Mariupol and a Ukrainian Marseillaise – August 30, 2014

Mariupol.8.30.2014

This photo from the Washington Post (August 30, 2014) captures a rally on behalf of Ukrainian forces in Mariupol, whose residents have been digging trenches in anticipation of a Russian assault on the city. A colleague shared this message from a local resident who witnessed events there. The translation from Russian is by William Risch, Georgia College.

Mariupol mobilized in half a day, like the day before yesterday. The plans were modest – proceed to the Novoazovsk checkpoint, give assistance to soldiers, and sing the national anthem. But it turned into something grandiose. Several thousands showed up, very many of them wearing embroidered shirts for special occasions, with flags. They lined up, held hands, got acquainted with each other, and were amazed by how many of us were there. They chanted, they sang the anthem (o… with that Russian accent!), children racing past on bicycles called out “Glory to Ukraine,” and adults responded in bass, “Glory to the heroes,” an atmosphere of celebration while facing the east. But the culmination awaited us at the end, when the human chain rolled up, all the people came up to the soldiers, and someone shouted out to the troops, “Thank you!” The choir of a thousand voices took it up, and the soldiers wound up in a ring of glory, women ran up and embraced them… Catharsis… Again the anthem… In the sixteenth century, Luther composed the immortal chorale that Germans back then went to war with against bigoted Catholicism, “Ein’ feste Burg ist unser Gott” (“A Mighty Fortress is Our God”). In the eighteenth century, the Marseillaise became that song. And here, Ukraine, the twenty-first century – the people are fighting for freedom, and the national anthem inspires them to do it.

Original link with the photo from the Washington Post: http://www.washingtonpost.com/world/ukraines-soldiers-defend-city-of-mariupol-amid-fears-of-russia-backed-rebels/2014/08/30/766696cf-0f22-472f-ab54-61a0dd909434_story.html

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Mariupol and the Birth of Ukraine – August 30, 2014

Journalist Anastasiia Bereza, Facebook Status Update, Posted August 30, 2014 (translation from Russian by William Risch, Georgia College)

“It’s right in Mariupol, where there is no governor, nor any mayor, nor any police, nor any territorial defense battalions, but just a handful of activists, 300 Spartans, a brigade of border troops, and a couple of People’s Deputies – I want to stress this: right now, the Russian Federation will perish, while Ukraine is just being born. With pains.”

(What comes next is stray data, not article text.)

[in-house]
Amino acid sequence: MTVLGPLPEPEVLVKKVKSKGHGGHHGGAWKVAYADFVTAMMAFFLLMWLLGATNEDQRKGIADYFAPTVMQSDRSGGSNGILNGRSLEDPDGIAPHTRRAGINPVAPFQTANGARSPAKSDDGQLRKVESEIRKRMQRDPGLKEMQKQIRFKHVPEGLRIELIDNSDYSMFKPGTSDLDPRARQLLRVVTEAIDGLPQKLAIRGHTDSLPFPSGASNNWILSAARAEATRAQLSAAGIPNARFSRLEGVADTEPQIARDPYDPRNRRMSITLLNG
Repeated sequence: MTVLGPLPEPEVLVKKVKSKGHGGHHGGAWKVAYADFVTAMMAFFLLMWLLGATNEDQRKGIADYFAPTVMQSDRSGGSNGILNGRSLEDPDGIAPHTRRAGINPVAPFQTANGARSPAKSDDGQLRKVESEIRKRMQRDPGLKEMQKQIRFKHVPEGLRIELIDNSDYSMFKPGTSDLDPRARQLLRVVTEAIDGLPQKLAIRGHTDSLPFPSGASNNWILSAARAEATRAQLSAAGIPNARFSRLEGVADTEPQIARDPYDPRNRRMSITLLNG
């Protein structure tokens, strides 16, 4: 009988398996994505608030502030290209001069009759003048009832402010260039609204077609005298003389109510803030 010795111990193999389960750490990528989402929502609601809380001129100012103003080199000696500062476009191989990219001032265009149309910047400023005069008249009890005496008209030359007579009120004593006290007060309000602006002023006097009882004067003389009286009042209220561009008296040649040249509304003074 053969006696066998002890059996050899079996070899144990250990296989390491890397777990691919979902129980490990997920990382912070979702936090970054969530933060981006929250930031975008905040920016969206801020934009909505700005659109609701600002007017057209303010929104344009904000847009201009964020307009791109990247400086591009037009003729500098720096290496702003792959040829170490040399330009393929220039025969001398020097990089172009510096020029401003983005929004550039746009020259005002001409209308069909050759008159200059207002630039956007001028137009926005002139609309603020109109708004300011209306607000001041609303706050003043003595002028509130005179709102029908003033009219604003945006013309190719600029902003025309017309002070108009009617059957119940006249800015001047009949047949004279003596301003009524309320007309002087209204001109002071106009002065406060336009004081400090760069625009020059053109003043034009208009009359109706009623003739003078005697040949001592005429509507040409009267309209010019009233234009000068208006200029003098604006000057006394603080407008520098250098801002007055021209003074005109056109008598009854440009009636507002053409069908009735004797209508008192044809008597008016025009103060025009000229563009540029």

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Mustafa Nayyem on Losing a Soldier – August 30, 2014

Facebook Status Update of Mustafa Nayyem, Posted August 30, 2014 (Translation from Russian by William Risch, Georgia College):

I’ve gone through not just one kilometer of Donbas with them, I’ve eaten with them from the same bowls, I slept next to them under the thunder of artillery, and right up to now I can’t forget the silence and empty looks of soldiers who had lost a comrade. It’s a silence that’s hard to forget. It eats into your thoughts with a strong feeling of guilt over your chance to live longer. For the first time in this war, it’s hard to hold back emotions. I don’t want to panic, but I don’t even have words to express it. It’s all terribly unfair! – with Semen Semenchenko.

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Expert: “The Kremlin Doesn’t Want to Occupy Ukraine, But Destroy It” – August 23, 2014

Gleb Vyshlinskyi, “The Kremlin Doesn’t Want to Occupy Ukraine, But Destroy It”
Novoe vremia, 23 August 2014, 10:32
Translated by William Risch, Georgia College

Translator’s note: Gleb Vyshlinskyi is assistant director of the GfK Ukraine research company

Putin wants to seize our souls and make us give up. He wants to deprive Ukrainians of happiness and a normal life and lead us to a point where a horrible end is better than horror without end. Flower shops are temples to happiness and a carefree life. Fancy and humble celebrations, first dates and hundredth dates, cannot happen without flowers. But the closest flower kiosk near my home will be closed as of September. It’s not just about the devaluation of the currency and the economic crisis – celebrations and happiness are in short supply.